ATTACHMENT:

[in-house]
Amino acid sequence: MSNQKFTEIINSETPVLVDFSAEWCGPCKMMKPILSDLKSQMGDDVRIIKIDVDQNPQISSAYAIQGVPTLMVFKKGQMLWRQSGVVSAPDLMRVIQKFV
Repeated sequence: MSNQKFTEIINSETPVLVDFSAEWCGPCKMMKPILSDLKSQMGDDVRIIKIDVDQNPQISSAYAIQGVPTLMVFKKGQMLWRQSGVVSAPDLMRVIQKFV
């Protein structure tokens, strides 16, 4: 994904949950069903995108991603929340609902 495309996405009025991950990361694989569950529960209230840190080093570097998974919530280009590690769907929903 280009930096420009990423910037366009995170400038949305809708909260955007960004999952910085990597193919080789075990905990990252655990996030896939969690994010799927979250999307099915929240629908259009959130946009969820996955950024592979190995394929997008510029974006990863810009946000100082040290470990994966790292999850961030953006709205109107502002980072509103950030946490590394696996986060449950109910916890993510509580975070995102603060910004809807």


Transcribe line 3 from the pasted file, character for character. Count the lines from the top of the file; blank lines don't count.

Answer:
Repeated sequence: MSNQKFTEIINSETPVLVDFSAEWCGPCKMMKPILSDLKSQMGDDVRIIKIDVDQNPQISSAYAIQGVPTLMVFKKGQMLWRQSGVVSAPDLMRVIQKFV